In the memoir “Winston Churchill: The Struggle for Survival”, Churchill’s doctor, Lord Moran, wrote that Churchill had bipolar disorder. Despite or because of his personal battles, Churchill was a man of tremendous accomplishments.
Of mixed English and American parentage, Winston Churchill (1874–1965) was born in Oxfordshire into a wealthy, aristocratic family. He joined the British Army in 1895, and saw action in several battlefronts. He gained fame as a war correspondent and even wrote books about his campaigns. He became an MP in 1900, on the Conservative ticket, later defecting to the Liberals party in 1904.
Churchill became prime minister of Britain in 1940, and led Britain to victory in World War Two. He often referred to his bouts of depression as his “black dog.” When not depressed he had incredible energy and was highly productive. He often capitalized on episodes of sleeplessness by channeling his energy into his work. He published 43 books during his time as prime minister. He went on to win the Nobel Prize in Literature in 1953.
Robert Edward Turner III (b. 1938) is an American media proprietor, producer, and philanthropist. His claim to fame is as the founder of the Cable News Network (CNN), the first 24-hour cable news channel and now a global media conglomerate. The public charity UN Foundation was founded on his $1 billion gift to the UN to broaden domestic support for the UN. At one point, he owned the Atlanta Braves and Hawks, and won the America’s Cup.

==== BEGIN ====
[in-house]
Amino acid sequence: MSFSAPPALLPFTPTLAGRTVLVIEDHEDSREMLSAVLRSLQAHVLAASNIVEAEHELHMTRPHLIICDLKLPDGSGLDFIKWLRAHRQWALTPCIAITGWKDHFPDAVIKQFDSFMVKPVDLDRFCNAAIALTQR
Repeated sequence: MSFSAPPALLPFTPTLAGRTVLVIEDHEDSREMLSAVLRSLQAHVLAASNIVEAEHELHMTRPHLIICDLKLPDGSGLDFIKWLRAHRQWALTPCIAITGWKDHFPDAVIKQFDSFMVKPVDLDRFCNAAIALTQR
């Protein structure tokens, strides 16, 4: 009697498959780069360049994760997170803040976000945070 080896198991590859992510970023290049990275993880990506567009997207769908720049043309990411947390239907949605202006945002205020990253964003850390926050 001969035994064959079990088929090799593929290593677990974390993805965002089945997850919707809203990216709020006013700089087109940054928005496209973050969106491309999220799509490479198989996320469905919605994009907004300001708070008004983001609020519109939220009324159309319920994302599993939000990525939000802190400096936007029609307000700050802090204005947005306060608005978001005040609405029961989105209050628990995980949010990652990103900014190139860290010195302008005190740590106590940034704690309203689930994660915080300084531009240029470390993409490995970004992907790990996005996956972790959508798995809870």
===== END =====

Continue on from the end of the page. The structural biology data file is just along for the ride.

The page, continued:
But, as luck would have it, Ted has spent much of his life trying to cope with bipolar disorder. His father struggled with the same disorder and actually committed suicide. It was also reported that when his third marriage ended in 2001, Ted contemplated suicide. Ted Turner is one of the most brilliant entrepreneurs and businessmen of the 20th century, in spite of or because of his bipolar disorder. What perhaps explains his success is that people with bipolar disorder are incredibly ambitious and extroverted and don’t need more than four or five hours of sleep a night.
This Welsh-born (b. 1969) and Academy Award winning actress has bipolar II disorder, a form that has longer down periods, following a difficult time in her personal life. Her bipolar disorder came to light in 2011 when she experienced mood swings on account of the stress caused by her husband Michael Douglas’s battle with tongue cancer. The stress was only worsened because of her fight with Douglas’ first wife over royalties from the actor’s movie, “Wall Street: Money Never Sleeps.”